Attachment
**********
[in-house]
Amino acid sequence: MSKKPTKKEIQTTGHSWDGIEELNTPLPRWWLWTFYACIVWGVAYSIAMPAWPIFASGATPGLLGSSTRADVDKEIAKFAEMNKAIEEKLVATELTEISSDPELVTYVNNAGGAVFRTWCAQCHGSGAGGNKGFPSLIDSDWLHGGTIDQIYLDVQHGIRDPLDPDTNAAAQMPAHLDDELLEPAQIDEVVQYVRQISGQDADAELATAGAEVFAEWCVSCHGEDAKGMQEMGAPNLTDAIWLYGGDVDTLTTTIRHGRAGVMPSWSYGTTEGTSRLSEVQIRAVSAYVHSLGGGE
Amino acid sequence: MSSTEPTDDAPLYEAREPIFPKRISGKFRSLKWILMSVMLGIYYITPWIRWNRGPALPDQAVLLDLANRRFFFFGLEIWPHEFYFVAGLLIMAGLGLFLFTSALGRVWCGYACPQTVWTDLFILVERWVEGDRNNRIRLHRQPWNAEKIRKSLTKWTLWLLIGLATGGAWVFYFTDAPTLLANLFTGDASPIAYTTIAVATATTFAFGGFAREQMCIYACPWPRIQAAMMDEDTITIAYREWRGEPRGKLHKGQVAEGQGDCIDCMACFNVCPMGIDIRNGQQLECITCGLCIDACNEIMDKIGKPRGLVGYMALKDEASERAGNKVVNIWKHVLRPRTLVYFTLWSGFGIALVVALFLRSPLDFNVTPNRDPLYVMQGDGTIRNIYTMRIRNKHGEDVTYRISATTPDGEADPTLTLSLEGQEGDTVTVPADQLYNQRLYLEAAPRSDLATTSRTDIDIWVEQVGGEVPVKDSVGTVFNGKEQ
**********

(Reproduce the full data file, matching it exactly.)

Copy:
[in-house]
Amino acid sequence: MSKKPTKKEIQTTGHSWDGIEELNTPLPRWWLWTFYACIVWGVAYSIAMPAWPIFASGATPGLLGSSTRADVDKEIAKFAEMNKAIEEKLVATELTEISSDPELVTYVNNAGGAVFRTWCAQCHGSGAGGNKGFPSLIDSDWLHGGTIDQIYLDVQHGIRDPLDPDTNAAAQMPAHLDDELLEPAQIDEVVQYVRQISGQDADAELATAGAEVFAEWCVSCHGEDAKGMQEMGAPNLTDAIWLYGGDVDTLTTTIRHGRAGVMPSWSYGTTEGTSRLSEVQIRAVSAYVHSLGGGE
Amino acid sequence: MSSTEPTDDAPLYEAREPIFPKRISGKFRSLKWILMSVMLGIYYITPWIRWNRGPALPDQAVLLDLANRRFFFFGLEIWPHEFYFVAGLLIMAGLGLFLFTSALGRVWCGYACPQTVWTDLFILVERWVEGDRNNRIRLHRQPWNAEKIRKSLTKWTLWLLIGLATGGAWVFYFTDAPTLLANLFTGDASPIAYTTIAVATATTFAFGGFAREQMCIYACPWPRIQAAMMDEDTITIAYREWRGEPRGKLHKGQVAEGQGDCIDCMACFNVCPMGIDIRNGQQLECITCGLCIDACNEIMDKIGKPRGLVGYMALKDEASERAGNKVVNIWKHVLRPRTLVYFTLWSGFGIALVVALFLRSPLDFNVTPNRDPLYVMQGDGTIRNIYTMRIRNKHGEDVTYRISATTPDGEADPTLTLSLEGQEGDTVTVPADQLYNQRLYLEAAPRSDLATTSRTDIDIWVEQVGGEVPVKDSVGTVFNGKEQ